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Want a Good Night's Sleep? Ditch the E-Reader. Researchers found that reading on a tablet decreased feelings of sleepiness, shortened REM sleep and suppressed the production of melatonin in participants before bedtime.

By Laura Entis

entrepreneur daily

Opinions expressed by Entrepreneur contributors are their own.

If you can't sleep, there are a few home-style remedies, including warm milk, soothing music and the touchstone: reading, preferably something on the duller side.

But even the most boring book, if read on an electronic device, can make it considerably more difficult to doze off, according to a new study published in the Proceedings of the National Academy of Sciences.

Sleep experts have long speculated that the glow emitted from our various screens has a profound effect on our body's circadian clock (the system that regulates sleep), and previous research has shown that blue light, used by many backlit devices, suppresses melatonin. This small but important study goes one step further, illustrating the profound impact e-readers have on the way we sleep.

Related: How Much Sleep Do You Really Need?

In the study, 12 participants spent two weeks at a sleep laboratory in Boston; for five nights, they were instructed to read on an iPad for four hours before a 10 p.m. enforced bedtime, and for five nights they read from a paperback instead. Their sleep was then monitored, with researchers tracking how long it took each participant to fall asleep as well as how long he or she spent in each stage of the sleep cycle. Finally, blood samples were collected so participants' melatonin levels could be measured.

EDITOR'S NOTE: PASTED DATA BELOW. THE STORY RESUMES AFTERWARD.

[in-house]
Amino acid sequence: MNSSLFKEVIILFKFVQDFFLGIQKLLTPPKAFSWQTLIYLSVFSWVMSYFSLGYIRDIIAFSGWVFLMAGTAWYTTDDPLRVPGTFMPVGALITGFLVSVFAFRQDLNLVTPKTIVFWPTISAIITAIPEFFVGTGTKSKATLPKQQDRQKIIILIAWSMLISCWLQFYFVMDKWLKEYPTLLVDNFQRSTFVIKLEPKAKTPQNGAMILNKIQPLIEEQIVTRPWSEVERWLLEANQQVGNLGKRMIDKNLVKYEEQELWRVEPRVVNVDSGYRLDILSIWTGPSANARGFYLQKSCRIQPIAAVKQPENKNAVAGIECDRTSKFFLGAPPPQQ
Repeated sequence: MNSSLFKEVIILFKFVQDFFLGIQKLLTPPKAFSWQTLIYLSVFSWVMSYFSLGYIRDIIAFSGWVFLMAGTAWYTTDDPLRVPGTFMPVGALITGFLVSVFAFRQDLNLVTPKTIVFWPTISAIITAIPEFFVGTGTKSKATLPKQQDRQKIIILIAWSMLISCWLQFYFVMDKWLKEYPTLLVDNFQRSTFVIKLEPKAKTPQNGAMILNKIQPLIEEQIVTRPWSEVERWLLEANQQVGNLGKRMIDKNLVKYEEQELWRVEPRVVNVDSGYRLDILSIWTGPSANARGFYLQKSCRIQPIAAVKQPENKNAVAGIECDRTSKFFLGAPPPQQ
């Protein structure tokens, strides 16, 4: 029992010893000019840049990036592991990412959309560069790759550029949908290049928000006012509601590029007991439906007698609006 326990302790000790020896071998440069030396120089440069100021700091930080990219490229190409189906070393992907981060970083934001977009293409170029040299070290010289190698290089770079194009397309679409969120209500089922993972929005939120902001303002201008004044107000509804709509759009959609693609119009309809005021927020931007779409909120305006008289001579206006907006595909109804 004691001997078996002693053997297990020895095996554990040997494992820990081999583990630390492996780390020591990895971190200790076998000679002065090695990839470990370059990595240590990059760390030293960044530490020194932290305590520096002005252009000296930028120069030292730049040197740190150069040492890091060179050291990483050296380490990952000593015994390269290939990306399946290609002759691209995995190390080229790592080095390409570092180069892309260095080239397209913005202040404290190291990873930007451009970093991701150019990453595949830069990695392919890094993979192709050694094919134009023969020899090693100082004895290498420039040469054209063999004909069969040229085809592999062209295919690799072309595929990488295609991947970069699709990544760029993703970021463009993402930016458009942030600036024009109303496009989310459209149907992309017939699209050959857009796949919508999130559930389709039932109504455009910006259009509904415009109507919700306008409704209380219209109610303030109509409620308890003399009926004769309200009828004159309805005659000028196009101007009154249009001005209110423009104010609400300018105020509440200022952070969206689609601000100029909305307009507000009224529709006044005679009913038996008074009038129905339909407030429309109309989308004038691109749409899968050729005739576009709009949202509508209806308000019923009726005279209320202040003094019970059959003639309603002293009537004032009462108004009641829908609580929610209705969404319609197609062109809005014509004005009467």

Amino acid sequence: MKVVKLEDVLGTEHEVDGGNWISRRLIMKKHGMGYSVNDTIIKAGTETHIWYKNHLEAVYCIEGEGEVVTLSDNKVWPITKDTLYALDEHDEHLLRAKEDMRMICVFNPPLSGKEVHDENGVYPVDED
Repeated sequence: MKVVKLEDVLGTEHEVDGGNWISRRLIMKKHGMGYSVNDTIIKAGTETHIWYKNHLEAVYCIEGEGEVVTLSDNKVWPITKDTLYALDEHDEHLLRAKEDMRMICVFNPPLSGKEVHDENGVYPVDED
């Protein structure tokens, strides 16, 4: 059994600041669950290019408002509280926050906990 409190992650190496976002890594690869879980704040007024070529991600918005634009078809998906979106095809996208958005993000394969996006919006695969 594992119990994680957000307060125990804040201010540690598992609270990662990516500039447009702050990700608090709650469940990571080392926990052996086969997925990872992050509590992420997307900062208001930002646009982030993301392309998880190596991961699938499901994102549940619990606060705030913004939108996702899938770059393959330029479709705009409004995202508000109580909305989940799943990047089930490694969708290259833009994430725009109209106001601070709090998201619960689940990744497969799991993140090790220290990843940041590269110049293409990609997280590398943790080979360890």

Grim news for e-reader enthusiasts: Reading on an iPad delayed participants' circadian rhythm by more than an hour, making them less sleepy before bed and sleepier and less alert the next morning. What's more, it shortened the length of REM sleep (often called dream sleep).

Related: Your Brain Likes Plain Old Paper More Than It Likes E-Readers

Although the study only used iPads, the researchers examined other popular e-readers and devices (including Kindle Fire, Nook Color, smartphones and laptops) and found they emit a similar blue light, meaning the impact would be more-or-less the same.

These findings are admittedly not great for tech companies hawking various e-reading devices, but there's a silver lining for Amazon: While newer models of the Kindle come with their own light-source, the company's original Kindle doesn't, and therefore is a safe-bet for before-bed reading.

For the rest of us, the study is an important reminder that screen-time right before bed – even if we're just reading! – isn't recommended. As it is, we're a chronically sleep-deprived nation, and apparently, our new-fangled devices are contributing to the problem.

Related: New E-Reader App Hatches a Clever Plan to Get You to Actually Read

Laura Entis is a reporter for Fortune.com's Venture section.

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